GAIUS MARIUS VICTORINUS (4th century A.D.), Roman grammarian, rhetorician and neo-Platonic philosopher, an African by birth (whence his surname Afer), lived during the reign of Constantius II.
Philosophy and ecclesiastical history: Revue neo-scholastique publiee par la societe philosophique de Louvain (1894); Revue d'histoire ecclesiastique (1900), the organ of the Catholic university of Louvain; Revue benedictine (1884); Analectes pour servir 'a l'histoire ecclesiastique de la Belgique, 2 e serie (1881-1904) and 3 e seri.e 1905); with an Annexe for Cartularies.
He was the author of notes on Cluvier's Italia antiqua (1624); an edition of portions of Porphyrius (1630), with a dissertation on his life and writings, described as a model of its kind; notes on Eusebius Against Hierocles (1628), on the Sayings of the later Pythagoreans (1638), and the De diis et mundo of the neo-Platonist Sallustius (1638); Notae et castigationes in Stephani Byzantini ethnica (first published in 1684); and Codex regularum, Collection of the Early Rules of the Monastic Orders (1661).
He has been called Kantian and Neo-Kantian, Realist and Idealist (by himself, for he held that appearance and reality are co-extensive and coincident).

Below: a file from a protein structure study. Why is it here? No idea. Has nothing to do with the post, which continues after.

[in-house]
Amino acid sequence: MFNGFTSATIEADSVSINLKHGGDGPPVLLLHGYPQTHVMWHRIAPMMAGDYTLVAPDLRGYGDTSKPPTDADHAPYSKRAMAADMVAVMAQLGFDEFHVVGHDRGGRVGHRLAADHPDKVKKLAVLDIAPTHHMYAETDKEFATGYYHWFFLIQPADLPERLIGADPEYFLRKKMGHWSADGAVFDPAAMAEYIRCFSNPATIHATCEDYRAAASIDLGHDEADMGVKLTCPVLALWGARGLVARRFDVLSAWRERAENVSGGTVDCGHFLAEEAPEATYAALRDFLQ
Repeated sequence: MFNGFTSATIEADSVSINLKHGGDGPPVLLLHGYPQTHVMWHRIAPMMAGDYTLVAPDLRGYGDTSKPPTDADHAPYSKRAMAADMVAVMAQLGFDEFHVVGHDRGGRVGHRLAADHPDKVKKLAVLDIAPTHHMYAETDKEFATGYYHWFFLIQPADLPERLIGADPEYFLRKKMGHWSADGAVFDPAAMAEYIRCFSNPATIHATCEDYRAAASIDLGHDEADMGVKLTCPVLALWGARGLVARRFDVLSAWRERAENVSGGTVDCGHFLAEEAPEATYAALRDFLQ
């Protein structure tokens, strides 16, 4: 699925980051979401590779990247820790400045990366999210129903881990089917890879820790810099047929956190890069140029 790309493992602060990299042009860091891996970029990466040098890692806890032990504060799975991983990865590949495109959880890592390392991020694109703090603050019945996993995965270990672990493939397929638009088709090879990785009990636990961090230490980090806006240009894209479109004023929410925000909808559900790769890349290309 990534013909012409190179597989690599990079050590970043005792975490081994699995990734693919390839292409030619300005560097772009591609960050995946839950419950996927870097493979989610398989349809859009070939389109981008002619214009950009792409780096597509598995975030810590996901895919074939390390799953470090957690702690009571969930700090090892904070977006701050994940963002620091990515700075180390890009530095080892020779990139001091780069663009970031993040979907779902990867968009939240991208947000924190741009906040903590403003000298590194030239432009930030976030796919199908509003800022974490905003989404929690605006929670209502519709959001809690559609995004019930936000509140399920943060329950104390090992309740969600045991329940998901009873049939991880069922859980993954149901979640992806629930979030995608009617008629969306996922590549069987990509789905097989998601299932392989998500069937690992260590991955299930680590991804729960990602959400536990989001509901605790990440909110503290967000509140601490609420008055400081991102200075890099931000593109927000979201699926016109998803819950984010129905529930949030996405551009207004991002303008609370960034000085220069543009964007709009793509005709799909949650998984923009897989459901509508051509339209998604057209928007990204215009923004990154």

Synod Of Neo-Caesarea >>
With its character largely determined by Jewish elements, and even more by contact with the dogmas of Christianity, this second Alexandrian school resulted in the speculative philosophy of the Neo-Platonists and the religious philosophy of the Gnostics and early church fathers.
According to the relative predominance of these two elements arose Gnosticism, the Patristic theology, and the philosophical schools of Neo-Pythagoreanism, Neo-Platonism and eclectic Platonism.
(2) The first purely philosophical phenomenon of the Alexandrian school was Neo-Pythagoreanism, the second and last Neo-Platonism.
(3) The eddies of Neo-Platonism had a considerable effect on certain Christian thinkers about the beginning of the 3rd century.
The compatibility of Christian and later Neo-Platonic ideas is evidenced by the writings of Synesius, bishop of Ptolemais, and though Neo-Platonism eventually succumbed to Christianity, it had the effect, through the writings of Clement and Origen, of modifying the tyrannical fanaticism and ultradogmatism of the early Christian writers.
A good deal of the neo-Platonic polemic naturally went back to Celsus, and both the ideas and phrases of the True Word are found in Porphyry and Julian, though the closing of the New Testament canon in the meantime somewhat changed the method of attack for these writers.
C. 330) declares: " this was admirable " amongst the Neo-Pythagoreans " that they ascribed everything to Pythagoras; but few of them acknowledge their own works as their own " (de Pythag.